This Is a Scandal: Trump Knew He’d Been Exposed to COVID and Went to Raise Money Anyway

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He knew. Before the president went to a fundraiser Thursday in New Jersey with some 150 close donors—where, it seems, masks were less visible than gaudy shows of money—Trump knew that he potentially had the coronavirus. It just seems he didn’t care. Hope Hicks, a close aide, had already tested positive when he flew in. Trump went to raise money anyway. And in the meantime, he tried to hide from the press that Hicks even had the coronavirus at all. Like a child—like himself just a few months ago—he hoped, like magic, it would all “go away.”

It did not.

Late last night, we learned that Trump tested positive for the coronavirus.

But don’t let the surprise or shock of that news allow you to miss the massive scandal here: Trump knew he could have the coronavirus, that he was in fact exposed to someone who had already been confirmed to have it, yet he still did a slew of things that could very obviously risk spreading the plague that has killed more than 200,000 Americans, all to raise some money for his reelection.

It feels like you could say this almost every week, but really, this is arguably the biggest scandal of a presidency riddled with scandals. Because on its face, it is horrific, but is a perfect encapsulation of the administration’s entire pandemic response too.

If you had a friend who did what Trump did, wouldn’t you be absolutely furious? If they traveled to meet you, shook your hand, or even did something like hang out in the park after someone they were in close contact with contracted COVID-19? This is heinous behavior! It’s everything we know to not do. These are the most basic of points that are hammered into us. But as the president and his allies ignore those rules, and even flout them, we all have our lives upended.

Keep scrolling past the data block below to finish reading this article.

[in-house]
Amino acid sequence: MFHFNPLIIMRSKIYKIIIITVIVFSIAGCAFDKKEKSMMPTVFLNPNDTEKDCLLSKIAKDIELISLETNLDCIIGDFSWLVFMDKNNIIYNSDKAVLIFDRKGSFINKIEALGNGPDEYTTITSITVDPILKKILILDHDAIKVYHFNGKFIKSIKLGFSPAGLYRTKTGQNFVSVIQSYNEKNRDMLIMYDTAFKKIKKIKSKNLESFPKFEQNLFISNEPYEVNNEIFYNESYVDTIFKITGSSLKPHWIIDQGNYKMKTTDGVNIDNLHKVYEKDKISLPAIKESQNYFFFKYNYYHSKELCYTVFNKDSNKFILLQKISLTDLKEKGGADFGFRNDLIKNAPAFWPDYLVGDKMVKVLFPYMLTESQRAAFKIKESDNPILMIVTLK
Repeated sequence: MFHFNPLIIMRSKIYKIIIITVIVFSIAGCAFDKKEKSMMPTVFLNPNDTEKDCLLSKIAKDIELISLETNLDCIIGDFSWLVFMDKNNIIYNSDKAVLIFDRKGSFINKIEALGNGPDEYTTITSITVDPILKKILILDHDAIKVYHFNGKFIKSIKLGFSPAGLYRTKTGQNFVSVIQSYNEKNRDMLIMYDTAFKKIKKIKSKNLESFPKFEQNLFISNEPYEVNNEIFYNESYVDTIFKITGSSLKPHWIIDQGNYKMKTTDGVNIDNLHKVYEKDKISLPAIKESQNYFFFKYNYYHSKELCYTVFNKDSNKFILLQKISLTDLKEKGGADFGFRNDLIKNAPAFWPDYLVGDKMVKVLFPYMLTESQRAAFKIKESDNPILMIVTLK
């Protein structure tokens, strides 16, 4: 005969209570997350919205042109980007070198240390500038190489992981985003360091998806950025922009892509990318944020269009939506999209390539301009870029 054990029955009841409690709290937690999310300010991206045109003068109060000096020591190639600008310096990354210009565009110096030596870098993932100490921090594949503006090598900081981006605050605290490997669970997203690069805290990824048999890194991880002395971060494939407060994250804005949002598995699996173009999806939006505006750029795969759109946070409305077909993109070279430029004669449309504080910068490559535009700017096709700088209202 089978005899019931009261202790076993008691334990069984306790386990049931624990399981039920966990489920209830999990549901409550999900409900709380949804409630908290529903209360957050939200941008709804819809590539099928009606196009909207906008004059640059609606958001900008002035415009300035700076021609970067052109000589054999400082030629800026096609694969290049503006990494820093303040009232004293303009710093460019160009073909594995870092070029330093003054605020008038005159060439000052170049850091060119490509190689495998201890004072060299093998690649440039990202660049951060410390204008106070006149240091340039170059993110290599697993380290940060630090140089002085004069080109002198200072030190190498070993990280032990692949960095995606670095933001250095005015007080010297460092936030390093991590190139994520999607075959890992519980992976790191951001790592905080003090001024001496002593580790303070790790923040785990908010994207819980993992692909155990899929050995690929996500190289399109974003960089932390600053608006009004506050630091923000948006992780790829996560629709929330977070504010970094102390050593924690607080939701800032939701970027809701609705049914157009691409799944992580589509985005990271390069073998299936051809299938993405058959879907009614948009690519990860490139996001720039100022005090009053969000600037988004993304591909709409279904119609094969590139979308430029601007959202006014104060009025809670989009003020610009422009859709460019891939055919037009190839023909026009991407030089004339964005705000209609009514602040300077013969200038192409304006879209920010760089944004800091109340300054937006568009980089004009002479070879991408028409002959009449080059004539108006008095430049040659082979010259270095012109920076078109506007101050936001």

It gets worse than just knowing Hicks was sick. Trump should have known twice over to not be traveling and seeing people. RNC chair Ronna McDaniel revealed today she tested positive for the coronavirus on Wednesday. She was last with Trump, according to Politico, late last week. Politico said it was not clear when she alerted the White House. Okay, maybe she didn’t tell the White House immediately despite the fact we all know by now how crucial contact tracing is. Or, she did, and then the White House still carried on business as usual? Either way, it’s a disgrace.

And it was dangerous.

In fact, we’ve already seen that more Republicans beyond Hicks and the Trumps are sick. Just last week, many party bigwigs got together to nominate a Supreme Court justice—close to an election, hypocritically—and a slew of Republicans hugged, kissed, and kibitzed outside sans masks.

I am sorry to be blunt here. But, looking back, of course this happened. They’re ignoring all the rules we know help stop the spread! And now it’s causing havoc in their tiny, elite sphere. Sen. Mike Lee (R-Utah) has tested positive; the president of Notre Dame Reverend John I. Jenkins has tested positive as well. They were both in the Rose Garden. It’d be no surprise if this starts to look like a superspreader event. Recent research, highlighted by Zeynep Tufekci, has noted that the problem we have, at the moment, is that only a few of the cases overall lead to mass spreads of the virus. It’s almost like a Greek tragedy: The Trump administration’s own policies playing out in his inner circle. Because he wanted money, he wanted reelection, and he wanted power. He wanted to do whatever he wanted to do.

But will any of this change anyone’s behavior?

Mark Meadows, Trump’s chief of staff, took questions without a mask this morning on the lawn. So, probably not.

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Today, reader support makes up about two-thirds of our budget, allows us to dig deep on stories that matter, and lets us keep our reporting free for everyone. If you value what you get from Mother Jones, please join us with a tax-deductible donation today so we can keep on doing the type of journalism 2020 demands.

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